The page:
Skeuomorphs in Software: Making Sense of our Applications Through Matter
Our interfaces are more often than not visualized through skeuomorphs and/or interface metaphors. Skeuomorphs are often regarded as redundant ornaments which used to serve a purpose in the original medium, but are purposeless in their remediated form. Interface metaphors, on the other hand, aim to provide a model for the user on the basis of partial similarity. This article follows Gessler who argues that skeuomorphs are material metaphors. This allows us to regard skeuomorphs not as redundant interface elements, but as expressive and meaningful portions of the interface. Moreover, it becomes possible to take into account Katherine Hayles’ notion of the material metaphor which regards the traffic between the representation and the artifact at stake. In this essay, I loosely base myself on Marianne van den Boomen’s (2014) method. Like Van den Boomen, I will draw upon various disciplines like semiotics, HCI, ANT and material culture studies to form my mixed methodology, and/or research perspective.
I provide an exploratory approach to skeuomorphs and interface metaphors, from an interdisciplinary standpoint of material culture studies and software studies. By doing so, new insight in the importance of matter for applications and software is obtained. I take one element of the skeuominimalist Business Calendar 2 application as an illustration: the year calendar.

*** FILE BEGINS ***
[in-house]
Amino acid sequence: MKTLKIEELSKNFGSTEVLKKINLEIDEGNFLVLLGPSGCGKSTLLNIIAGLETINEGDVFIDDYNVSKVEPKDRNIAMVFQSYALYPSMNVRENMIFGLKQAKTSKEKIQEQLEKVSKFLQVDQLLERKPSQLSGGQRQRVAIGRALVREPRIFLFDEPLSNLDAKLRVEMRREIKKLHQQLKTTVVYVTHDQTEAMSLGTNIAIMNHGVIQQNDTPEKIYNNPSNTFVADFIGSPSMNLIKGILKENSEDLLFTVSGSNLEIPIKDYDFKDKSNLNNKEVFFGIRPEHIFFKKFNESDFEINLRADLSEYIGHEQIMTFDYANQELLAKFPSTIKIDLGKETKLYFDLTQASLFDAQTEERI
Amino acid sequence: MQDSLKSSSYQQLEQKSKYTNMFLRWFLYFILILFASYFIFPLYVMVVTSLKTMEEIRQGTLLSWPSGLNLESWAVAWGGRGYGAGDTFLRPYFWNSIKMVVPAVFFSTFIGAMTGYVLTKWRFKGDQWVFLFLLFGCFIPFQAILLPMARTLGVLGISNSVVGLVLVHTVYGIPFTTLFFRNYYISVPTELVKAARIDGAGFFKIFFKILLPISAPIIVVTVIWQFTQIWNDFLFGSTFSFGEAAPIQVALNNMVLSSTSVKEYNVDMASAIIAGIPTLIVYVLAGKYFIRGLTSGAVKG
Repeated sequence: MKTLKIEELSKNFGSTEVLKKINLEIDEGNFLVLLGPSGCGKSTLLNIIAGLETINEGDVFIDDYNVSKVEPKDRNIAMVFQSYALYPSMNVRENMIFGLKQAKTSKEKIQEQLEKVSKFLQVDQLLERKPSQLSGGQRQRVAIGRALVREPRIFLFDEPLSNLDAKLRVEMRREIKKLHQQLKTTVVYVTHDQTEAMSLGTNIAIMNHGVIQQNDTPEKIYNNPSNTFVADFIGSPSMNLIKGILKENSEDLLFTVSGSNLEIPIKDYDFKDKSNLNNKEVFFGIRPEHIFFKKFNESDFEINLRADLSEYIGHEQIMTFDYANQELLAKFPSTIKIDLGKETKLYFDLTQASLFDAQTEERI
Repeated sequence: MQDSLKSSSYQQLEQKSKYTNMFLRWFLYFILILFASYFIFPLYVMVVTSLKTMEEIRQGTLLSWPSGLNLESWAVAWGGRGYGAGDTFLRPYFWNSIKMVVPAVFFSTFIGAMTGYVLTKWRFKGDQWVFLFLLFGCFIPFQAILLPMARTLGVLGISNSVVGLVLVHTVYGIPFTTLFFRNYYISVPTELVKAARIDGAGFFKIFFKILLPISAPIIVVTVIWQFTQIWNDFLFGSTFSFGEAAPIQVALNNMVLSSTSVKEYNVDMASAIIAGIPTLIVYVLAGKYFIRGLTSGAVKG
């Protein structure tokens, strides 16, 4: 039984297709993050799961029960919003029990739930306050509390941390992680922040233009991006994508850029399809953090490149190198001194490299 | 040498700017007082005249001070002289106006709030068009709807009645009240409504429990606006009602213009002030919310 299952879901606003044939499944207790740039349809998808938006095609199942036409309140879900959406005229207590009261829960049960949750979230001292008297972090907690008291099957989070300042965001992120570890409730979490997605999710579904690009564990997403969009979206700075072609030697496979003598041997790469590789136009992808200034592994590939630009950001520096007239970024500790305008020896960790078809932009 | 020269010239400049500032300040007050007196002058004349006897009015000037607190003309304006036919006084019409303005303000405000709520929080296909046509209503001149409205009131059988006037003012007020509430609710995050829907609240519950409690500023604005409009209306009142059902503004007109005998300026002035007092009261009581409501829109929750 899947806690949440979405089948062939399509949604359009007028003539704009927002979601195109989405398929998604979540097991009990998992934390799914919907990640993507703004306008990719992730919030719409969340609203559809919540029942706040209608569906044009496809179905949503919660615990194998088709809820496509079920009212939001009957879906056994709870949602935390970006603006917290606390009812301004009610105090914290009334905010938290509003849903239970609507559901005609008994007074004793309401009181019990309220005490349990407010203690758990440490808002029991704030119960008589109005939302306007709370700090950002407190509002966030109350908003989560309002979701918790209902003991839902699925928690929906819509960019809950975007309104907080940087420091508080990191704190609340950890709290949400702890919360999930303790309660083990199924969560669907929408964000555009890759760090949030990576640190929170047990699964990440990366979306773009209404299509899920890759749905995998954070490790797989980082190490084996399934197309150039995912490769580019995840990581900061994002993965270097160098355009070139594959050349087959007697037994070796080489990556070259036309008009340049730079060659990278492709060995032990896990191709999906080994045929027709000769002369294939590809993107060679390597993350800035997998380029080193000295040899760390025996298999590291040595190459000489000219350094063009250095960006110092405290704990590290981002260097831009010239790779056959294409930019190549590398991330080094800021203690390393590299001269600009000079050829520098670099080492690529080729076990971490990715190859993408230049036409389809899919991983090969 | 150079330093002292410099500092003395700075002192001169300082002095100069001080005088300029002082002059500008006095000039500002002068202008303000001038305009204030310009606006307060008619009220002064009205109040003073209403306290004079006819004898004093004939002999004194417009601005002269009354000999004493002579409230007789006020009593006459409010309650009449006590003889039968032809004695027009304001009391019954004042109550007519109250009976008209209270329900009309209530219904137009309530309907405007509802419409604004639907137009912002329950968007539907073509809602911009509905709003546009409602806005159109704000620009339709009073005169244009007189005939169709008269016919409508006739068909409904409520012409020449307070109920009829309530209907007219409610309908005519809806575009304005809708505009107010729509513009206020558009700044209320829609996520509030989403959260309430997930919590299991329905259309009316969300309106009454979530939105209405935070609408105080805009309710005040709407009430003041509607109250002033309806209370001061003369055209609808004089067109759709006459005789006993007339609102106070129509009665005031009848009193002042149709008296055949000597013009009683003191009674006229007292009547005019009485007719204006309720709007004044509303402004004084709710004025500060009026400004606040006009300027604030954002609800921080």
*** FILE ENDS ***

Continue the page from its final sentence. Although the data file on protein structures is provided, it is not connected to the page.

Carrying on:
(Material) metaphors, myths and legitimacy
Gessler (1998) argues that skeuomorphs can function as material metaphors. It is important to note that his conception of a material metaphor might not the same as Hayles’ (2002). While Hayles uses the term to refer to “the traffic between words and physical artifacts, it is unclear whether Gessler uses it in an anthropological sense, or whether he refers to them as conventional metaphors alluding to matter. I believe that both may well be possible and will expand on both options below.
If we are to regard skeuomorphs as conventional metaphors which happen to allude to matter, it is because the skeuomorphs argue that they are matter-like. Such metaphors help the user create certain (mental) models of the system (Erickson, 1992, pp. 66–67; Norman, 1998, p. 17). This is, according to Erickson (1992, p. 68), the purpose of interface metaphors: to help the user understand how the system works. There may, however, be much more to them than the facilitation of the mental model. According to Van Driel (2001, pp. 30–31) the introduction of new media follows the ARIA-pattern. A new medium first amazes its audience, then resistance to the medium might arise, after which it will imitate other, already legitimated, media and then it will be accepted as an authentic medium. Skeuomorphs then, might not only serve as mental models, but as a legitimizing, imitational move to accrue acceptance for the medium, by ‘remediating’ other media/objects (Bolter & Grusin, 2002).